As a pastor, you have a lot of responsibilities. When your task list grows, it’s easy to overlook the need to invest in your staff. However, one of the most important parts of leadership development is helping others understand their gifts.
At some point, most of us worked for or learned from a leader who understood this responsibility. And we wouldn’t be where we are today without them. Even if we didn’t have that help, we all understand the value of it and why we should invest in our people this way.
So for all you leaders, here are three ideas for helping the people you lead develop their gifts:
1. Give them a test. The quickest way to help people discover their gifts is to use the resources that have been crafted specifically for discovering strengths and personality. Hundreds of hours have been spent developing these tests, and from personal experience, the results are typically right on. If you’re looking for tests to discover your giftedness, check out this post from my friend Dr. Kent Ingle.
2. Change their role depending on the test results. The truth is that your staff’s current roles might not line up 100 percent with areas they’re naturally gifted. If you want to help them develop their strengths, give them an opportunity to grow and expand in those areas. Granted, there are obviously things that need to be accomplished, but if you provide your staff with an opportunity to explore their gifts, everyone wins: you, your team, and your entire organization.
3. Encourage them. Even though a test might affirm the gifts of your staff members, telling them that you see these gifts as a valuable asset to your organization is extremely important. This is just as critical as helping your team discover their gifts in the first place. Verbal affirmation is essential when it comes to bringing your team’s gifts into light.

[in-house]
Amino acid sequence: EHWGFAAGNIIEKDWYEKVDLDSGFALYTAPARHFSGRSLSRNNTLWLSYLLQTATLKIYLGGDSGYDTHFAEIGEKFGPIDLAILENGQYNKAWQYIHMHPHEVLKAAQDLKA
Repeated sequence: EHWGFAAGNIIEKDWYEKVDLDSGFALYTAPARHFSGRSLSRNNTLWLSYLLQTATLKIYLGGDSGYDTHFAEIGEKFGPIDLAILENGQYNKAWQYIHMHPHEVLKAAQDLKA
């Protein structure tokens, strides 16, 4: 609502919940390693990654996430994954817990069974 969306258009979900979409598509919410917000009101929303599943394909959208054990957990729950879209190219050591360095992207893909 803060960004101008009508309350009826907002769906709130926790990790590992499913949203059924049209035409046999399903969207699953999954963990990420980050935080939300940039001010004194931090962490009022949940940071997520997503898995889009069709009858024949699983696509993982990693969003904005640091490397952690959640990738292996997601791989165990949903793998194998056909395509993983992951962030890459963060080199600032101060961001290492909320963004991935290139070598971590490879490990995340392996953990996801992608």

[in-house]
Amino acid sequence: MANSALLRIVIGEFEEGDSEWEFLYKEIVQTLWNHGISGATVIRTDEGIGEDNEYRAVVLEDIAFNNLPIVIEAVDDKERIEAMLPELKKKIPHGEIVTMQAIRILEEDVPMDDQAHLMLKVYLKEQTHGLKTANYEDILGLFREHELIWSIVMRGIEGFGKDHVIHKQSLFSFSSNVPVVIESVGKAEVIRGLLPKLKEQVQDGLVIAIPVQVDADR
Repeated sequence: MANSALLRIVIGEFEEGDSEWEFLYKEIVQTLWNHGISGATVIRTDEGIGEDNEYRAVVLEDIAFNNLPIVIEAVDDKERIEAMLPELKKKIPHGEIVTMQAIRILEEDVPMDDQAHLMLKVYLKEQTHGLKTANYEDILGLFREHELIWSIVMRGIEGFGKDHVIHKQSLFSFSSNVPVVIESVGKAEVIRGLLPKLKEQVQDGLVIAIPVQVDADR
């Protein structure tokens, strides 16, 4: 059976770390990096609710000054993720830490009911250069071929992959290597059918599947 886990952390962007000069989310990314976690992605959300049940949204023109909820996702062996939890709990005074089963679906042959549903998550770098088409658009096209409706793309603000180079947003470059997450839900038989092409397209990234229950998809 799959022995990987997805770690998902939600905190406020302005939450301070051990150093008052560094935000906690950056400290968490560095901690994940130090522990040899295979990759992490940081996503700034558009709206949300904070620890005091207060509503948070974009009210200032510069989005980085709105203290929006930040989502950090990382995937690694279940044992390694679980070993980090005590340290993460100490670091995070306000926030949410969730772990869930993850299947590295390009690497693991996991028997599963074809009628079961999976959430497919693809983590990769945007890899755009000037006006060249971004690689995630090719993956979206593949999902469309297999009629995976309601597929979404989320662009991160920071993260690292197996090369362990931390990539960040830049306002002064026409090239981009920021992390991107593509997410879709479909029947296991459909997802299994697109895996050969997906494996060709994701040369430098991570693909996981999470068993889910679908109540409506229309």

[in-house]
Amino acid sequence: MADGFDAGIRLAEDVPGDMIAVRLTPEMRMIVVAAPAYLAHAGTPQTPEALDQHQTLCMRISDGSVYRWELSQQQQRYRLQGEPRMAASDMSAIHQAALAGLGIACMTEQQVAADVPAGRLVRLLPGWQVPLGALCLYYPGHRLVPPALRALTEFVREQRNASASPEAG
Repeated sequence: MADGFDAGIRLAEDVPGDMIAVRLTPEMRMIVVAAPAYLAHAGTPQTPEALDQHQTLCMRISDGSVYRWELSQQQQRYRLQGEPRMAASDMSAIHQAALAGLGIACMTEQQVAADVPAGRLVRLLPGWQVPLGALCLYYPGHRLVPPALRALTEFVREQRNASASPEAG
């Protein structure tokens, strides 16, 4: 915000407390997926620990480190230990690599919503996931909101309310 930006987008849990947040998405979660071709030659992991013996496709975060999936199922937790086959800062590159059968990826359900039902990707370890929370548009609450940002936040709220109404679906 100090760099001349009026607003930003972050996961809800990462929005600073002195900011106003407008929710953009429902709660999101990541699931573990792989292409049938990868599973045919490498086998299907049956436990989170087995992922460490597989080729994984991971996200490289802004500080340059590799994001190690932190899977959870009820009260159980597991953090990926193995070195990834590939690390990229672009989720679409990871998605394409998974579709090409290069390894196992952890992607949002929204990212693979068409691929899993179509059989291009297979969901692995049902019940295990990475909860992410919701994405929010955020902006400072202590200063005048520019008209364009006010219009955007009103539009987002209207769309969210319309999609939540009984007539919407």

I can honestly say that I wouldn’t be where I am today if it weren’t for leaders who helped me identify where I was naturally gifted and encouraged me to develop those skills. If you want to exponentially increase your impact as a leader, make this responsibility a priority.
What did someone do for you to help you discover your gifts? How are you passing that on to your team?
With over a dozen years of local church ministry, Justin Lathrop has spent the last several years starting businesses and ministries that partner with pastors and churches to advance the kingdom. He is the founder of Helpstaff.me (now Vanderbloemen Search), Oaks School of Leadership, and MinistryCoach.tv, all while staying involved in the local church. Justin serves as a consultant in the area of strategic relations predominantly working with the Assemblies of God, helping to build bridges with people and ministries to more effectively reach more people. His blog can be found at justinlathrop.com.
For the original article, visit justinlathrop.com.
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